An oral drug delivery system with programmed drug release and imaging properties for orthotopic colon cancer therapy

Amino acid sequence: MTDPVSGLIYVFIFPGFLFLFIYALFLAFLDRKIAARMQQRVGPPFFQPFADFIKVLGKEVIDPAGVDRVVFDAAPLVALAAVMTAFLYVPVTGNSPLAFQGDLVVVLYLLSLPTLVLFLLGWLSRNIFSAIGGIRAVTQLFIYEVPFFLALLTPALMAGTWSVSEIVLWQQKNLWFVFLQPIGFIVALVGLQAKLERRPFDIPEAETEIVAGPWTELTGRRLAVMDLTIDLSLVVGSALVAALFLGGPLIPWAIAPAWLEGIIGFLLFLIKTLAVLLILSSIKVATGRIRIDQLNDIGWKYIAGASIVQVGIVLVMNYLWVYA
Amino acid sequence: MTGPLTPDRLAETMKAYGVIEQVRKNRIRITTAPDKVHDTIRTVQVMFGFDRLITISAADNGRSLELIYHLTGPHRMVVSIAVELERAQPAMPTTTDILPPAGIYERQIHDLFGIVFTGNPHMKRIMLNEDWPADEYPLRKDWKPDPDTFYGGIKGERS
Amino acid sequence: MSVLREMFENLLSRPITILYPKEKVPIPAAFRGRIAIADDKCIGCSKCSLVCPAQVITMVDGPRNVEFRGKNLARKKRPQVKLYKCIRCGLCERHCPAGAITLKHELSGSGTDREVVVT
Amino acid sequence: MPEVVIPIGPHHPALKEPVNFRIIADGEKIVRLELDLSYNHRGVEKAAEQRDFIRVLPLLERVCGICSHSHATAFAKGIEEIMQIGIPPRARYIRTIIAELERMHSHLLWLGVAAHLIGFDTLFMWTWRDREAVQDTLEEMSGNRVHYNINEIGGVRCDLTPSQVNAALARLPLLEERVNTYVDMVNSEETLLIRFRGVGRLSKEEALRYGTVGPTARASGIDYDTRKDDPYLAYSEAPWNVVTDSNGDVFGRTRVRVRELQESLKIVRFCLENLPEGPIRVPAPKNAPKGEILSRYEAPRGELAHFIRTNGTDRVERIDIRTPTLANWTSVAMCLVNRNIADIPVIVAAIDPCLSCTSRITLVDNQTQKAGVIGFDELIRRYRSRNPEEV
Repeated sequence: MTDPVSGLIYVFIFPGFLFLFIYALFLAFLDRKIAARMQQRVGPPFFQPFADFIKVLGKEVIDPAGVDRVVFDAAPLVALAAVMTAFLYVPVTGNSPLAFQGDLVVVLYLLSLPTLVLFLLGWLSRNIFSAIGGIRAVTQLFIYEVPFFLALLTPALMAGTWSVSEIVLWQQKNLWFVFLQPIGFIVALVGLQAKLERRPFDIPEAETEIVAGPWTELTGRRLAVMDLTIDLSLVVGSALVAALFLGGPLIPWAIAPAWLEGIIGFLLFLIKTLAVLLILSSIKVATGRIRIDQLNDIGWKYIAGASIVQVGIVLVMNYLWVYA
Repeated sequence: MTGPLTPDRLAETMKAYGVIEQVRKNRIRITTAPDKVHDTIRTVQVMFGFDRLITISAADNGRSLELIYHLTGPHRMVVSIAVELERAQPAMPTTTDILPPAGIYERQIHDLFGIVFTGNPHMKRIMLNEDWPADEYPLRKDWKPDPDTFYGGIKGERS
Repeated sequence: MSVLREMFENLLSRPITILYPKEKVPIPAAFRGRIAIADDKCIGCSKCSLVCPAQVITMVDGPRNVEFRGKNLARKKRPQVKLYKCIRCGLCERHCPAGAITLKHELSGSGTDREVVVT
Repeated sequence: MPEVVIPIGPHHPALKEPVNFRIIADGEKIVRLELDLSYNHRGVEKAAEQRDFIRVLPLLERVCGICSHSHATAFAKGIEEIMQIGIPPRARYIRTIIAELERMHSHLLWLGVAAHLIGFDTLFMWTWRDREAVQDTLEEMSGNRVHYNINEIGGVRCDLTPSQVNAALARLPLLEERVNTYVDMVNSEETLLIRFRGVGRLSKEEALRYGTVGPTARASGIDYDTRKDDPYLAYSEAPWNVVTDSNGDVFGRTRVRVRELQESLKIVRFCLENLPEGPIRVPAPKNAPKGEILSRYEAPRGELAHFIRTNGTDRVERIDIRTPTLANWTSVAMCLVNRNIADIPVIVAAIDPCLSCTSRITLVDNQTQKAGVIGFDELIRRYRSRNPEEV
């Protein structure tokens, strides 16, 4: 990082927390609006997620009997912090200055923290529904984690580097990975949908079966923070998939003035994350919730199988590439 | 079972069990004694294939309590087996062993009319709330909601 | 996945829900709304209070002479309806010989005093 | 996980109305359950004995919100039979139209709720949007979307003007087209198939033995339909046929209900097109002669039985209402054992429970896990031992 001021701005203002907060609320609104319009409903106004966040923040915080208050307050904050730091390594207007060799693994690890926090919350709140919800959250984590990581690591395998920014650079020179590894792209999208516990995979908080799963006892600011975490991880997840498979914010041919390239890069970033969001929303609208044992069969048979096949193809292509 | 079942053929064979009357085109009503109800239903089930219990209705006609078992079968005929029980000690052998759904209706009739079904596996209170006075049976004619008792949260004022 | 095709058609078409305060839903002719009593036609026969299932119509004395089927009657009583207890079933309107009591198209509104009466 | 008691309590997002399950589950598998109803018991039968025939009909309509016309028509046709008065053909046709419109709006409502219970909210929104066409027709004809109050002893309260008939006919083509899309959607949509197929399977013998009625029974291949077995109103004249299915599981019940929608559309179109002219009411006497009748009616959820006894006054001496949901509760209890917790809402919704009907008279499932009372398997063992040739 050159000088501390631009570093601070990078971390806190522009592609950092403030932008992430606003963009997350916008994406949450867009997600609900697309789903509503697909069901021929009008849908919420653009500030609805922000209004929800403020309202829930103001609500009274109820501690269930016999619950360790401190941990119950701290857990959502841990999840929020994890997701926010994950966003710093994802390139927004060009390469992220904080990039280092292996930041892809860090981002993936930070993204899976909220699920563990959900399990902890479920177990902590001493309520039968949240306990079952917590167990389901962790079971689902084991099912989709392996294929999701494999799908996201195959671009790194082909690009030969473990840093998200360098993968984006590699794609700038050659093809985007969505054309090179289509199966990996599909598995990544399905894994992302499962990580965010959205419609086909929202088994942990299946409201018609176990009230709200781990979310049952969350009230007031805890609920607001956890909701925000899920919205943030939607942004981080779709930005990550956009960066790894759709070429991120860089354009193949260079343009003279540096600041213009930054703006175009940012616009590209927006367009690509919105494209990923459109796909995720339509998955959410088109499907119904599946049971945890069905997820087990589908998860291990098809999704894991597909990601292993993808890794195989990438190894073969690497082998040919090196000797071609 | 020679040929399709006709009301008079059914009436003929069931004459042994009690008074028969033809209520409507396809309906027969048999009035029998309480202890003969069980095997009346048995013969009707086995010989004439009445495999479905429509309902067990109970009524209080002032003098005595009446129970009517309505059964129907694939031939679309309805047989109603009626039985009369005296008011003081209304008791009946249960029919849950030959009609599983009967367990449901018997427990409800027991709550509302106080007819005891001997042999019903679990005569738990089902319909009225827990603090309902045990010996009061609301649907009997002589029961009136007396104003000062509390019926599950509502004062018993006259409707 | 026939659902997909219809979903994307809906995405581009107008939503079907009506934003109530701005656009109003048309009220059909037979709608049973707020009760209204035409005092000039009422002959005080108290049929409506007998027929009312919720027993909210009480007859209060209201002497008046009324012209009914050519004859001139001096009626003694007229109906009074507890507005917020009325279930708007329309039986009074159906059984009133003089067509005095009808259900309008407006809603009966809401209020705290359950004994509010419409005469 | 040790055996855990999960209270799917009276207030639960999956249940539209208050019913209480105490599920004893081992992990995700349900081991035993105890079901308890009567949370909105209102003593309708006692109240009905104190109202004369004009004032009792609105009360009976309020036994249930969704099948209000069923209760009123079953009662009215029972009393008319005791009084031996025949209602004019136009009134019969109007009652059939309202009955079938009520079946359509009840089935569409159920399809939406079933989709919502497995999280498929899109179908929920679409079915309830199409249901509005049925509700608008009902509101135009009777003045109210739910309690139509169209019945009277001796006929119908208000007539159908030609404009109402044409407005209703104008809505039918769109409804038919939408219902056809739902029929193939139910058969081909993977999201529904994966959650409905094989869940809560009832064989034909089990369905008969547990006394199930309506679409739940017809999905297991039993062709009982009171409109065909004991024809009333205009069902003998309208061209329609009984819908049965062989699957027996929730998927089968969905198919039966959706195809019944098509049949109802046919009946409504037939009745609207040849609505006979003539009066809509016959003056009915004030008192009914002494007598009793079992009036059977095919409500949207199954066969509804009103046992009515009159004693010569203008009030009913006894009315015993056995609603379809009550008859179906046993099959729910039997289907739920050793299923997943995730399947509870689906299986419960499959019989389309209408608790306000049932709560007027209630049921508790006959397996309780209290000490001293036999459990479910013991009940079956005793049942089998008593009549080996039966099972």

Oral drug delivery systems (ODDSs) have attracted considerable attention in relation to orthotopic colon cancer therapy due to certain popular advantages. Unfortunately, their clinical applications are generally limited by the side-effects caused by systemic drug exposure and poor real-time monitoring capabilities. Inspired by the characteristics of pH changes of the gastrointestinal tract (GIT) and specific enzymes secreted by the colonic microflora, we anchored polyacrylic acid (PAA) and chitosan (CS) on Gd3+-doped mesoporous hydroxyapatite nanoparticles (Gd-MHAp NPs) to realize programmed drug release and magnetic resonance imaging (MRI) at the tumor sites. In particular, the grafted PAA, as a pH-responsive switch, could effect controlled drug release in the colon. Further, CS is functionalized as the enzyme-sensitive moiety, which could be degraded by β-glycosidase in the colon. Gadolinium is a paramagnetic lanthanide element used in chelates, working as a contrast medium agent for an MRI system. Interestingly, after oral administration, CS and PAA could protect the drug-loaded nanoparticles (NPs) against variable physiological conditions in the GIT, allowing the drug to reach the colon tumor sites, preventing premature drug release. Enhanced drug concentrations at the colon tumor sites were achieved via this programmed drug release, which subsequently ameliorated the therapeutic effect. In addition, encapsulating both chemotherapeutic (5-fluorouracil, 5-FU) and targeted therapy drug (gefitinib, Gef) within Gd-MHAp NPs produced a synergistic therapeutic effect. In summary, this study demonstrated that such a novel drug system (Gd-MHAp/5-FU/Gef/CS/PAA NPs) could protect, transport, and program drug release locally within the colonic environment; further, this system exhibited a worthwhile therapeutic effect, providing a promising novel treatment strategy for orthotopic colon cancer.